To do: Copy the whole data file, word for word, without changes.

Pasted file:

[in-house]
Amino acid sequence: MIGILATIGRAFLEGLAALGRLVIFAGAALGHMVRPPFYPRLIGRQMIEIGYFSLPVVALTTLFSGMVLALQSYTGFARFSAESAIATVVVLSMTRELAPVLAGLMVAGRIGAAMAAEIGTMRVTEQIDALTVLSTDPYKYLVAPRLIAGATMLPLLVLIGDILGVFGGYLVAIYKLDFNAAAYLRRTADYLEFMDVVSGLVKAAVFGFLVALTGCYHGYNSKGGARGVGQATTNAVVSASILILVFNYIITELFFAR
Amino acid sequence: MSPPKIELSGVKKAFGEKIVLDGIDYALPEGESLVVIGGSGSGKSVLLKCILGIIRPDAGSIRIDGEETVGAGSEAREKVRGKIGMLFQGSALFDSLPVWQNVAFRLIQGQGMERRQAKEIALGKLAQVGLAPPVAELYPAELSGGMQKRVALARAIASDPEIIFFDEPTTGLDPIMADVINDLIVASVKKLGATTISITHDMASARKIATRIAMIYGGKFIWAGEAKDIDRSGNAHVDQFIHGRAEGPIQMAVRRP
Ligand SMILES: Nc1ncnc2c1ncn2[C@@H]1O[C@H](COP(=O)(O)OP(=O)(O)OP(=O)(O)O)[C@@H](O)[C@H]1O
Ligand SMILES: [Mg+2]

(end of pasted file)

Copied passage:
[in-house]
Amino acid sequence: MIGILATIGRAFLEGLAALGRLVIFAGAALGHMVRPPFYPRLIGRQMIEIGYFSLPVVALTTLFSGMVLALQSYTGFARFSAESAIATVVVLSMTRELAPVLAGLMVAGRIGAAMAAEIGTMRVTEQIDALTVLSTDPYKYLVAPRLIAGATMLPLLVLIGDILGVFGGYLVAIYKLDFNAAAYLRRTADYLEFMDVVSGLVKAAVFGFLVALTGCYHGYNSKGGARGVGQATTNAVVSASILILVFNYIITELFFAR
Amino acid sequence: MSPPKIELSGVKKAFGEKIVLDGIDYALPEGESLVVIGGSGSGKSVLLKCILGIIRPDAGSIRIDGEETVGAGSEAREKVRGKIGMLFQGSALFDSLPVWQNVAFRLIQGQGMERRQAKEIALGKLAQVGLAPPVAELYPAELSGGMQKRVALARAIASDPEIIFFDEPTTGLDPIMADVINDLIVASVKKLGATTISITHDMASARKIATRIAMIYGGKFIWAGEAKDIDRSGNAHVDQFIHGRAEGPIQMAVRRP
Ligand SMILES: Nc1ncnc2c1ncn2[C@@H]1O[C@H](COP(=O)(O)OP(=O)(O)OP(=O)(O)O)[C@@H](O)[C@H]1O
Ligand SMILES: [Mg+2]